Tim: For me the most disappointing player of the 2021 season is Michee Ngalina.  He clearly was unable to rise to Ernst Tanner’s and Jim Curtin’s standards. He is a greater disappointment because he is gone as a young player of potential, whereas others such as Matej Oravec are still here. Older players who have gone have reached their potential or are blocked.

Chris: I get the heat on Wagner and Michee, but honestly I’m leaning toward Pryzbylko. Obviously his regular season goal scoring slump didn’t matter (since the team won the Shield anyway), but given what Kevin Molino did for Minnesota against Kansas City, it’s clear what a striker on a streak might have done to help the Union in the post-season.

Peter: Kacper is a good shout, Chris, but it’s gotta be Matej Oravec.  The Union paid a transfer fee to get the kid, who arrived with some fanfare — remember, the early indications were that Jose Martinez, not Oravec, was viewed as a long-term project.  Oravec didn’t play a single minute with either the first team or U2 this year, and right now his signing looks to be the first big miss of the Ernst Tanner regime.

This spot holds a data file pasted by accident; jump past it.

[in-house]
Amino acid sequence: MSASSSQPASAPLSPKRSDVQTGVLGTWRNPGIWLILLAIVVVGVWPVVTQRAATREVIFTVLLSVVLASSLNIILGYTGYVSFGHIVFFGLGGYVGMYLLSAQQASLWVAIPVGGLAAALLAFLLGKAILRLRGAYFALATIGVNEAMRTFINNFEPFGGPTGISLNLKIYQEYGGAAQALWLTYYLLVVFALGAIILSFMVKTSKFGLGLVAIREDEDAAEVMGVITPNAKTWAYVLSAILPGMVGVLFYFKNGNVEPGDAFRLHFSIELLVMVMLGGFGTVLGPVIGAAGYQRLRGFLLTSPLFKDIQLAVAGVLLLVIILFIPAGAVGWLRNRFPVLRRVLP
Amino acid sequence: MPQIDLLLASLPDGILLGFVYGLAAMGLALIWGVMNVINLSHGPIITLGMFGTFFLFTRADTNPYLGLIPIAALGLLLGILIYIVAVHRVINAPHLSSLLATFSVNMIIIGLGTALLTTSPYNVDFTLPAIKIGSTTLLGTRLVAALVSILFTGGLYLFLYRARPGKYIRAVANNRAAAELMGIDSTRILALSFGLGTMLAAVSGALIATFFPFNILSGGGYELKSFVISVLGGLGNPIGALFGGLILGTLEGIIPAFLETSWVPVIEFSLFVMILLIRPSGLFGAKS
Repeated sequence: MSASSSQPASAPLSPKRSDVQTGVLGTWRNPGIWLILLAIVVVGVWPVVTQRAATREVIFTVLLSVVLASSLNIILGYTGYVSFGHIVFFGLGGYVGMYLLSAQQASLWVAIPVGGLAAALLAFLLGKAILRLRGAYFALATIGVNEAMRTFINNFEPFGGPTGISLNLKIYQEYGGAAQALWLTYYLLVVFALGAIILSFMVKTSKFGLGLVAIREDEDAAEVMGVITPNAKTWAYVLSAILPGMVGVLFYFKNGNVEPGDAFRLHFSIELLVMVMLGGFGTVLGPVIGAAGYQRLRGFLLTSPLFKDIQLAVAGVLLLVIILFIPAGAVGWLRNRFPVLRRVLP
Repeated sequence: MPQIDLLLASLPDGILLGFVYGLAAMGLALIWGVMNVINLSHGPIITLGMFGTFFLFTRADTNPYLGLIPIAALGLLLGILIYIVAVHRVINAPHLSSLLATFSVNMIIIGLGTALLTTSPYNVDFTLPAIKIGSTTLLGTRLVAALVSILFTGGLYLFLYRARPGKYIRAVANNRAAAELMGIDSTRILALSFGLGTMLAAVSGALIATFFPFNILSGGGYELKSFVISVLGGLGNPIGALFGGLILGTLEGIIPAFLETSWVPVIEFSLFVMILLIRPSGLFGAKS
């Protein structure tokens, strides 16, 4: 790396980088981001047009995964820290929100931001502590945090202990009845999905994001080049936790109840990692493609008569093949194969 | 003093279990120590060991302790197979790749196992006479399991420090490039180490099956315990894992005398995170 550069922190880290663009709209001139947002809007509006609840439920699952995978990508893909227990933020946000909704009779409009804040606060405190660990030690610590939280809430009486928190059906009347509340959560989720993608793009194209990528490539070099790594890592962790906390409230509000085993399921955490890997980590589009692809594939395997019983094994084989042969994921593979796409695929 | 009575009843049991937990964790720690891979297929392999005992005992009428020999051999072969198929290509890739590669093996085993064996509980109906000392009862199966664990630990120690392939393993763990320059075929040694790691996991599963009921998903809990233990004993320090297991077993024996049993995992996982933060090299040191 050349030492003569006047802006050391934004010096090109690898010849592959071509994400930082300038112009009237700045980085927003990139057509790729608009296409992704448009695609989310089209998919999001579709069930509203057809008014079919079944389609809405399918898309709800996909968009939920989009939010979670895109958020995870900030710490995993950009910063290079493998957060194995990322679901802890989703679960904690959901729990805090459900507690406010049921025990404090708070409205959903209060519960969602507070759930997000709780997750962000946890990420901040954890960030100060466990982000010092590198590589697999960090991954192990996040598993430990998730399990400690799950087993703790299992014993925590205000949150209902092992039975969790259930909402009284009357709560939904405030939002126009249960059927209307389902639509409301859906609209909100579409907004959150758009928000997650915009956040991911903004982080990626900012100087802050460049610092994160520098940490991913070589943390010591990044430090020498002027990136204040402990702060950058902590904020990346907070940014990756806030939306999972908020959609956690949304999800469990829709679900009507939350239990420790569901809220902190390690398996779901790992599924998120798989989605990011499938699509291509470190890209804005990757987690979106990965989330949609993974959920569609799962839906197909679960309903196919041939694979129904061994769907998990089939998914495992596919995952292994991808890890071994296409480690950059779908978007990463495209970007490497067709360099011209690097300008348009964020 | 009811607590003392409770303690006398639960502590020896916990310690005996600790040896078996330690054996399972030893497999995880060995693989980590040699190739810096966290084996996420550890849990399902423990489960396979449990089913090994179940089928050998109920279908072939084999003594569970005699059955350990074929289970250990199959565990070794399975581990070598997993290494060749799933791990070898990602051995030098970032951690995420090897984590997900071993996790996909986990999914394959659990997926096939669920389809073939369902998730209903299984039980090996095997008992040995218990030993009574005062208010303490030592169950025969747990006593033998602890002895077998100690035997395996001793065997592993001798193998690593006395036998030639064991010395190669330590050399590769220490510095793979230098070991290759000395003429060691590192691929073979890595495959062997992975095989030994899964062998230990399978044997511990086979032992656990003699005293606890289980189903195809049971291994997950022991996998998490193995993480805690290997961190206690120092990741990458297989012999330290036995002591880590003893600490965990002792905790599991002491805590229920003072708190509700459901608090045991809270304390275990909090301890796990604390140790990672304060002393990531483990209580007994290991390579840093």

Thomas: It’s gotta be Oravec for all the reasons Peter mentioned above.

Andrew: Oravec is more of an “incomplete” than a “failure”.  My white whale this past season was Monteiro.  He certainly wasn’t bad and at times was quite good, but I kept expecting him to consistently step it up a level at it never really happened.

Dan: Andrew Wooten. He made sense as a signing and was their highest paid striker, but he never got a good run of games to find his form because Kacper Przybylko (and later Sergio Santos) had already won the starting job.

Jim: I think Andrew is right that it’s not fair to condemn Oravec when we’ve seen so little of him. Especially when there’s obvious issues with players we’ve seen plenty of, like every striker for example.

Steven: As everyone has correctly pointed out, Oravec’s absence was a shocker. However, I’m going to go out on a a limb and say Jamiro Monteiro. He had his moments, sure, but Miro wasn’t the game-changer the Union needed him to be on a consistent basis. With Aaronson more of a transitional player, it was on Jamiro to break deep-lying defenses down, and he wasn’t always up to the task this season.

Nick: Maybe I’m the only one that didn’t expect anything from Oravec. Both him and Martinez were complete unknowns to anyone not involved in scouting. There was one midfield position open, and it really needed to be filled by someone with El Brujo’s skillset. That’s why I’m going with Przybylko. We were hoping he’d be a top 10 striker. He wasn’t.